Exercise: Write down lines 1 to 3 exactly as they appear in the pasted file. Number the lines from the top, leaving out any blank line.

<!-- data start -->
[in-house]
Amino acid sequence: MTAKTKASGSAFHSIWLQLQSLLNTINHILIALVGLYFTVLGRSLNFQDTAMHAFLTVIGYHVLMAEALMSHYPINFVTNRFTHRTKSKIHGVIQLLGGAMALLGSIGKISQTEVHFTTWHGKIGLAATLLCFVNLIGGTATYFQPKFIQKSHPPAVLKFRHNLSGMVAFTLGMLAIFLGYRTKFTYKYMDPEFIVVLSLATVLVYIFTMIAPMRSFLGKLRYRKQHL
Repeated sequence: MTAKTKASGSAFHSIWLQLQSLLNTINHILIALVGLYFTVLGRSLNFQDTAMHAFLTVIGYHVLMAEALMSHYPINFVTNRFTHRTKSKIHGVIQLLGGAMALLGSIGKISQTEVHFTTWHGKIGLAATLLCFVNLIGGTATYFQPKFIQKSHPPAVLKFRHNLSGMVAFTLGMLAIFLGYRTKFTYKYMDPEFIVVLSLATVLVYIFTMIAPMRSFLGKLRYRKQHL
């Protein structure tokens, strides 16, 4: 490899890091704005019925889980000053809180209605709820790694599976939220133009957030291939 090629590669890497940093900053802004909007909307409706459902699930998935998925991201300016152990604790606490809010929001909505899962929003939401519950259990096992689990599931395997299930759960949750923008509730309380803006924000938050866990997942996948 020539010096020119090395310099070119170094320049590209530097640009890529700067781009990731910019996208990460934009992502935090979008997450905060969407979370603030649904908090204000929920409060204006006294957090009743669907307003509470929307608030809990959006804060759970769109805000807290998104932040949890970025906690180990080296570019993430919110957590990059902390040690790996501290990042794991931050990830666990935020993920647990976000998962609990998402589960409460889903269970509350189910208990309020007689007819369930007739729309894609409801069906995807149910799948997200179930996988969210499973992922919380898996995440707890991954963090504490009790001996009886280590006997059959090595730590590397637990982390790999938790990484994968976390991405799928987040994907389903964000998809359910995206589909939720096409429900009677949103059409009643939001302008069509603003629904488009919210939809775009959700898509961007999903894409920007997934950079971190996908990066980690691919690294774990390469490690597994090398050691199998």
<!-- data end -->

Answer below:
[in-house]
Amino acid sequence: MTAKTKASGSAFHSIWLQLQSLLNTINHILIALVGLYFTVLGRSLNFQDTAMHAFLTVIGYHVLMAEALMSHYPINFVTNRFTHRTKSKIHGVIQLLGGAMALLGSIGKISQTEVHFTTWHGKIGLAATLLCFVNLIGGTATYFQPKFIQKSHPPAVLKFRHNLSGMVAFTLGMLAIFLGYRTKFTYKYMDPEFIVVLSLATVLVYIFTMIAPMRSFLGKLRYRKQHL
Repeated sequence: MTAKTKASGSAFHSIWLQLQSLLNTINHILIALVGLYFTVLGRSLNFQDTAMHAFLTVIGYHVLMAEALMSHYPINFVTNRFTHRTKSKIHGVIQLLGGAMALLGSIGKISQTEVHFTTWHGKIGLAATLLCFVNLIGGTATYFQPKFIQKSHPPAVLKFRHNLSGMVAFTLGMLAIFLGYRTKFTYKYMDPEFIVVLSLATVLVYIFTMIAPMRSFLGKLRYRKQHL